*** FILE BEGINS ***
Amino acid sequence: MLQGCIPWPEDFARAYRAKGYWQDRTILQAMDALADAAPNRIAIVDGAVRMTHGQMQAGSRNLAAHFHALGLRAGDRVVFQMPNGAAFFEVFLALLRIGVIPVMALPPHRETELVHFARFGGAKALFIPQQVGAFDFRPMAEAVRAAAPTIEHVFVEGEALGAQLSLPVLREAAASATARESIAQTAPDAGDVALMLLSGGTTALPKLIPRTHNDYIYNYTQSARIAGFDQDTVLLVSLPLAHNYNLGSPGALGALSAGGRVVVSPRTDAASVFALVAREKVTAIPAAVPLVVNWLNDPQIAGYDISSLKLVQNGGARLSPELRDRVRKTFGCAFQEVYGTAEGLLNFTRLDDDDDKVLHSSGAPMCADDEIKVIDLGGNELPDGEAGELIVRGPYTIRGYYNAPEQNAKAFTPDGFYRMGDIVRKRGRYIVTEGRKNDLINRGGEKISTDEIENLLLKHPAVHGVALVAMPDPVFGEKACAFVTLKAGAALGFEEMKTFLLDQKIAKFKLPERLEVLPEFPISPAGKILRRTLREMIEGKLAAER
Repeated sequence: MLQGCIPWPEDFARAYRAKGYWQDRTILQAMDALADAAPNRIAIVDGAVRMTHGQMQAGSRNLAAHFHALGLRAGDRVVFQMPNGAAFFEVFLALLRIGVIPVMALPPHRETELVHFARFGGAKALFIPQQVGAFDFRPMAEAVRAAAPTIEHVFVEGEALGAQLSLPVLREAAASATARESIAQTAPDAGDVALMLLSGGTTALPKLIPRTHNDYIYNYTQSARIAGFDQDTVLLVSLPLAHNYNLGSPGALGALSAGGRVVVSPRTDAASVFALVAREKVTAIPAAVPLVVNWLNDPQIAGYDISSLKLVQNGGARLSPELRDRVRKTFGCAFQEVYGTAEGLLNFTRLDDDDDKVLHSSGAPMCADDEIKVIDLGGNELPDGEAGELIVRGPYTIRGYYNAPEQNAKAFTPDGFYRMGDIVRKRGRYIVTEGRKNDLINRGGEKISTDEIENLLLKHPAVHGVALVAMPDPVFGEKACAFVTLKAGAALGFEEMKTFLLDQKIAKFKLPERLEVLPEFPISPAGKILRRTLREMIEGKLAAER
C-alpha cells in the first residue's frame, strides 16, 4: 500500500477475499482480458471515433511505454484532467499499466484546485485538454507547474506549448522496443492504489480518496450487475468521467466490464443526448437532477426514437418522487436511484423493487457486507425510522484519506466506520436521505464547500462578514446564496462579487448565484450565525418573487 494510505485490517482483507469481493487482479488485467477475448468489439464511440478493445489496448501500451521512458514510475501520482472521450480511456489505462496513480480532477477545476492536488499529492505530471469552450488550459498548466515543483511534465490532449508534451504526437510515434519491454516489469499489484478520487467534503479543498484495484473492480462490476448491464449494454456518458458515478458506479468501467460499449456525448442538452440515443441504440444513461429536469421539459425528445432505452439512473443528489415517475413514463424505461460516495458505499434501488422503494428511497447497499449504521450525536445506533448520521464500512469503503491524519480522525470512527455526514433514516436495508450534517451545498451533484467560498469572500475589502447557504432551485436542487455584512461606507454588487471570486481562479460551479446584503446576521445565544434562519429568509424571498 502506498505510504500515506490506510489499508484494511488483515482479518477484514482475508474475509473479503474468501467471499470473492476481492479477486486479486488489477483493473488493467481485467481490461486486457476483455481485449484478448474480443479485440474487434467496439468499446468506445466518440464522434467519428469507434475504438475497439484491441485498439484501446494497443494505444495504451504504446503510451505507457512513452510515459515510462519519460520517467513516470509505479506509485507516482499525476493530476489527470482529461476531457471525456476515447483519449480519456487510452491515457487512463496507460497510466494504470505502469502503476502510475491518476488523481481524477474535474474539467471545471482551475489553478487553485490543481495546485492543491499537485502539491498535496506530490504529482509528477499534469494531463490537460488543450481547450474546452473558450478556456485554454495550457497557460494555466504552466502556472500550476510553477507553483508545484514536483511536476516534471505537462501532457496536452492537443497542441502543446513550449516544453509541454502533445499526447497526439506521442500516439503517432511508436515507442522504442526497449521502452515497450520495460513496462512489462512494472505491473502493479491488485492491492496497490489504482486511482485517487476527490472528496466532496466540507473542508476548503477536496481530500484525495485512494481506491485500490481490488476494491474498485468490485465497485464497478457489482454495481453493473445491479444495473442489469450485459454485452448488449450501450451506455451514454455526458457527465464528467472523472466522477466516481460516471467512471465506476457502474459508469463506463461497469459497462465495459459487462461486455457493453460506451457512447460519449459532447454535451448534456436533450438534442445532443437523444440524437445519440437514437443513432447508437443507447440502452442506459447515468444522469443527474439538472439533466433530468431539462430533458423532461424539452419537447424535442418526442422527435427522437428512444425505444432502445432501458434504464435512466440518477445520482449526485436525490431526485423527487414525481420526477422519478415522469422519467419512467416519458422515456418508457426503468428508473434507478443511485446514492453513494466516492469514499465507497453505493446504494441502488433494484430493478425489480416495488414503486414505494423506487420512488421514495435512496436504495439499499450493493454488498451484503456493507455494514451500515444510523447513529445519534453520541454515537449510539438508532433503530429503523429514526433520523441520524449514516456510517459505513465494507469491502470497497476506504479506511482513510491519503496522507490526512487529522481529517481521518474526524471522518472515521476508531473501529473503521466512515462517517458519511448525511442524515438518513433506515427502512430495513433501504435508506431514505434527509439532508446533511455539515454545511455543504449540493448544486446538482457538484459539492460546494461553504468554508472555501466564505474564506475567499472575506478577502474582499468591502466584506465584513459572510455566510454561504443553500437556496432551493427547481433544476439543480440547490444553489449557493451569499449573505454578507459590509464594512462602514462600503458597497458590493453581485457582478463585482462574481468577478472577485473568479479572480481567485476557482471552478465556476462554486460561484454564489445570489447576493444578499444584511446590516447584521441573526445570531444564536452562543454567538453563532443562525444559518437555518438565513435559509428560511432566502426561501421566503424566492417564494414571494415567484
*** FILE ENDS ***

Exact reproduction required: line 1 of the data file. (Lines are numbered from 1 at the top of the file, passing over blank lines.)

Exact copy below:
Amino acid sequence: MLQGCIPWPEDFARAYRAKGYWQDRTILQAMDALADAAPNRIAIVDGAVRMTHGQMQAGSRNLAAHFHALGLRAGDRVVFQMPNGAAFFEVFLALLRIGVIPVMALPPHRETELVHFARFGGAKALFIPQQVGAFDFRPMAEAVRAAAPTIEHVFVEGEALGAQLSLPVLREAAASATARESIAQTAPDAGDVALMLLSGGTTALPKLIPRTHNDYIYNYTQSARIAGFDQDTVLLVSLPLAHNYNLGSPGALGALSAGGRVVVSPRTDAASVFALVAREKVTAIPAAVPLVVNWLNDPQIAGYDISSLKLVQNGGARLSPELRDRVRKTFGCAFQEVYGTAEGLLNFTRLDDDDDKVLHSSGAPMCADDEIKVIDLGGNELPDGEAGELIVRGPYTIRGYYNAPEQNAKAFTPDGFYRMGDIVRKRGRYIVTEGRKNDLINRGGEKISTDEIENLLLKHPAVHGVALVAMPDPVFGEKACAFVTLKAGAALGFEEMKTFLLDQKIAKFKLPERLEVLPEFPISPAGKILRRTLREMIEGKLAAER